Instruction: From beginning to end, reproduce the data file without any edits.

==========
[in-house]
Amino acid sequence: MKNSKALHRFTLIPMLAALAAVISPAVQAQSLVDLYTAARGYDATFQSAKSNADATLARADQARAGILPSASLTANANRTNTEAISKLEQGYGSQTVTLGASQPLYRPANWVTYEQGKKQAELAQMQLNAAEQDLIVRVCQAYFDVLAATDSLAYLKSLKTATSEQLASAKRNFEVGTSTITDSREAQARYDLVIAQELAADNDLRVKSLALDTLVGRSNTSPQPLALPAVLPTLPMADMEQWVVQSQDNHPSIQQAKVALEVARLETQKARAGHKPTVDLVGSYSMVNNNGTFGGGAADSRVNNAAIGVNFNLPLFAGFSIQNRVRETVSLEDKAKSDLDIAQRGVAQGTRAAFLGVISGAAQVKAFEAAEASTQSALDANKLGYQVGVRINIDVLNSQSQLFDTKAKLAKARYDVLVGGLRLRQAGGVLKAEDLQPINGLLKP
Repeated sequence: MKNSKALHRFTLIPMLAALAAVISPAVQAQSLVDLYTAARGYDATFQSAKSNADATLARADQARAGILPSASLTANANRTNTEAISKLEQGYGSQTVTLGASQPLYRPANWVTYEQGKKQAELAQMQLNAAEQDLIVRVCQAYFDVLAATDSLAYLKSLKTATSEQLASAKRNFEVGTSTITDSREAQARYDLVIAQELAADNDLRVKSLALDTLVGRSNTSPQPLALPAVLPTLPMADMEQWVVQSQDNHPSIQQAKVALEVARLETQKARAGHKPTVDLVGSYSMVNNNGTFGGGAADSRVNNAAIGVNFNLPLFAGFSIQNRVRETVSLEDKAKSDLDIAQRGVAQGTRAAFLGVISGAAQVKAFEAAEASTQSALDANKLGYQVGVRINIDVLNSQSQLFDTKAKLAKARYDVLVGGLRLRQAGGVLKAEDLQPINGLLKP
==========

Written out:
[in-house]
Amino acid sequence: MKNSKALHRFTLIPMLAALAAVISPAVQAQSLVDLYTAARGYDATFQSAKSNADATLARADQARAGILPSASLTANANRTNTEAISKLEQGYGSQTVTLGASQPLYRPANWVTYEQGKKQAELAQMQLNAAEQDLIVRVCQAYFDVLAATDSLAYLKSLKTATSEQLASAKRNFEVGTSTITDSREAQARYDLVIAQELAADNDLRVKSLALDTLVGRSNTSPQPLALPAVLPTLPMADMEQWVVQSQDNHPSIQQAKVALEVARLETQKARAGHKPTVDLVGSYSMVNNNGTFGGGAADSRVNNAAIGVNFNLPLFAGFSIQNRVRETVSLEDKAKSDLDIAQRGVAQGTRAAFLGVISGAAQVKAFEAAEASTQSALDANKLGYQVGVRINIDVLNSQSQLFDTKAKLAKARYDVLVGGLRLRQAGGVLKAEDLQPINGLLKP
Repeated sequence: MKNSKALHRFTLIPMLAALAAVISPAVQAQSLVDLYTAARGYDATFQSAKSNADATLARADQARAGILPSASLTANANRTNTEAISKLEQGYGSQTVTLGASQPLYRPANWVTYEQGKKQAELAQMQLNAAEQDLIVRVCQAYFDVLAATDSLAYLKSLKTATSEQLASAKRNFEVGTSTITDSREAQARYDLVIAQELAADNDLRVKSLALDTLVGRSNTSPQPLALPAVLPTLPMADMEQWVVQSQDNHPSIQQAKVALEVARLETQKARAGHKPTVDLVGSYSMVNNNGTFGGGAADSRVNNAAIGVNFNLPLFAGFSIQNRVRETVSLEDKAKSDLDIAQRGVAQGTRAAFLGVISGAAQVKAFEAAEASTQSALDANKLGYQVGVRINIDVLNSQSQLFDTKAKLAKARYDVLVGGLRLRQAGGVLKAEDLQPINGLLKP